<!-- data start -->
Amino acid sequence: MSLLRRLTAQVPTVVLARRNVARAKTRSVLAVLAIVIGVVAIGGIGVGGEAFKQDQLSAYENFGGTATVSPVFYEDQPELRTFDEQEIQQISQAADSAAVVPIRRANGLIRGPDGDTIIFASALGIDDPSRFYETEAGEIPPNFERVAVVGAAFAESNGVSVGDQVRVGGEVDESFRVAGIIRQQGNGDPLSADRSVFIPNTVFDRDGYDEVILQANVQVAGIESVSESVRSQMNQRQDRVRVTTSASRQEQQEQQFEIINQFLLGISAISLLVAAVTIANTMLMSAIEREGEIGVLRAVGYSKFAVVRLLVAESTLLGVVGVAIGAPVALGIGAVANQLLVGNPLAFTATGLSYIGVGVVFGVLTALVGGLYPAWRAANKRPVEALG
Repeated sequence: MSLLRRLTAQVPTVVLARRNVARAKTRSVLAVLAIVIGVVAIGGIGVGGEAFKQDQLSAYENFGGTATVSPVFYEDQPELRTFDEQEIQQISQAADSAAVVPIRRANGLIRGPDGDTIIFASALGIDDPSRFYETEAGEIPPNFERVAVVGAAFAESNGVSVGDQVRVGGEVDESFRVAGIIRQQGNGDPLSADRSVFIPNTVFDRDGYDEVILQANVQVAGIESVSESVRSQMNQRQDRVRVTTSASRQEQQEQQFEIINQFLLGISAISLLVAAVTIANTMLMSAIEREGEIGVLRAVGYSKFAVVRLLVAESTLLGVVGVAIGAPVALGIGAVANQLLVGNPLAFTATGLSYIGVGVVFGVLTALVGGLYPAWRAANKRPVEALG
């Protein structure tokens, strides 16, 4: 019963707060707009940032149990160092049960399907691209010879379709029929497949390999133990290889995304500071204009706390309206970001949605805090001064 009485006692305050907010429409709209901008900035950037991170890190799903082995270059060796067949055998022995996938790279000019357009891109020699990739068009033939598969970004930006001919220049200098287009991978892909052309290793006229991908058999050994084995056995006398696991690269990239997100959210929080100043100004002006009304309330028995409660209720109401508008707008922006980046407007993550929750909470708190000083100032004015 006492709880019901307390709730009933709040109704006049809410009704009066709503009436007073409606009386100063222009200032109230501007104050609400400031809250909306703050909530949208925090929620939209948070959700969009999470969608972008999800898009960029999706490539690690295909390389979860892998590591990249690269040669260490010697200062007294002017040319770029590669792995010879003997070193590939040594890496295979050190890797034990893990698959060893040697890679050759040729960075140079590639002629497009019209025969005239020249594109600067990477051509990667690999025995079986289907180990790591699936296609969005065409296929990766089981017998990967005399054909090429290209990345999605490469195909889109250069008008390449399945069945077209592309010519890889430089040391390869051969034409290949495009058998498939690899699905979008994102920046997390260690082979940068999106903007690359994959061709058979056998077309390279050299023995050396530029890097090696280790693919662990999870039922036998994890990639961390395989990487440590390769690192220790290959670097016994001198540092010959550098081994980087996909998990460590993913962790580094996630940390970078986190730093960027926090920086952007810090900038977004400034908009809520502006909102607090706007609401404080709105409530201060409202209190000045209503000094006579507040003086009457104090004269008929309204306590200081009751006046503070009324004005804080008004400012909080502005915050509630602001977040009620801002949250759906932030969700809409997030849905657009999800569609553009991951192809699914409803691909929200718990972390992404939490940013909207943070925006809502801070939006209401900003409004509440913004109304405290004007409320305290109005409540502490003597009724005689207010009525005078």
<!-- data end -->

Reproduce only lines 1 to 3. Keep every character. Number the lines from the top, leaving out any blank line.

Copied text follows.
Amino acid sequence: MSLLRRLTAQVPTVVLARRNVARAKTRSVLAVLAIVIGVVAIGGIGVGGEAFKQDQLSAYENFGGTATVSPVFYEDQPELRTFDEQEIQQISQAADSAAVVPIRRANGLIRGPDGDTIIFASALGIDDPSRFYETEAGEIPPNFERVAVVGAAFAESNGVSVGDQVRVGGEVDESFRVAGIIRQQGNGDPLSADRSVFIPNTVFDRDGYDEVILQANVQVAGIESVSESVRSQMNQRQDRVRVTTSASRQEQQEQQFEIINQFLLGISAISLLVAAVTIANTMLMSAIEREGEIGVLRAVGYSKFAVVRLLVAESTLLGVVGVAIGAPVALGIGAVANQLLVGNPLAFTATGLSYIGVGVVFGVLTALVGGLYPAWRAANKRPVEALG
Repeated sequence: MSLLRRLTAQVPTVVLARRNVARAKTRSVLAVLAIVIGVVAIGGIGVGGEAFKQDQLSAYENFGGTATVSPVFYEDQPELRTFDEQEIQQISQAADSAAVVPIRRANGLIRGPDGDTIIFASALGIDDPSRFYETEAGEIPPNFERVAVVGAAFAESNGVSVGDQVRVGGEVDESFRVAGIIRQQGNGDPLSADRSVFIPNTVFDRDGYDEVILQANVQVAGIESVSESVRSQMNQRQDRVRVTTSASRQEQQEQQFEIINQFLLGISAISLLVAAVTIANTMLMSAIEREGEIGVLRAVGYSKFAVVRLLVAESTLLGVVGVAIGAPVALGIGAVANQLLVGNPLAFTATGLSYIGVGVVFGVLTALVGGLYPAWRAANKRPVEALG
């Protein structure tokens, strides 16, 4: 019963707060707009940032149990160092049960399907691209010879379709029929497949390999133990290889995304500071204009706390309206970001949605805090001064 009485006692305050907010429409709209901008900035950037991170890190799903082995270059060796067949055998022995996938790279000019357009891109020699990739068009033939598969970004930006001919220049200098287009991978892909052309290793006229991908058999050994084995056995006398696991690269990239997100959210929080100043100004002006009304309330028995409660209720109401508008707008922006980046407007993550929750909470708190000083100032004015 006492709880019901307390709730009933709040109704006049809410009704009066709503009436007073409606009386100063222009200032109230501007104050609400400031809250909306703050909530949208925090929620939209948070959700969009999470969608972008999800898009960029999706490539690690295909390389979860892998590591990249690269040669260490010697200062007294002017040319770029590669792995010879003997070193590939040594890496295979050190890797034990893990698959060893040697890679050759040729960075140079590639002629497009019209025969005239020249594109600067990477051509990667690999025995079986289907180990790591699936296609969005065409296929990766089981017998990967005399054909090429290209990345999605490469195909889109250069008008390449399945069945077209592309010519890889430089040391390869051969034409290949495009058998498939690899699905979008994102920046997390260690082979940068999106903007690359994959061709058979056998077309390279050299023995050396530029890097090696280790693919662990999870039922036998994890990639961390395989990487440590390769690192220790290959670097016994001198540092010959550098081994980087996909998990460590993913962790580094996630940390970078986190730093960027926090920086952007810090900038977004400034908009809520502006909102607090706007609401404080709105409530201060409202209190000045209503000094006579507040003086009457104090004269008929309204306590200081009751006046503070009324004005804080008004400012909080502005915050509630602001977040009620801002949250759906932030969700809409997030849905657009999800569609553009991951192809699914409803691909929200718990972390992404939490940013909207943070925006809502801070939006209401900003409004509440913004109304405290004007409320305290109005409540502490003597009724005689207010009525005078």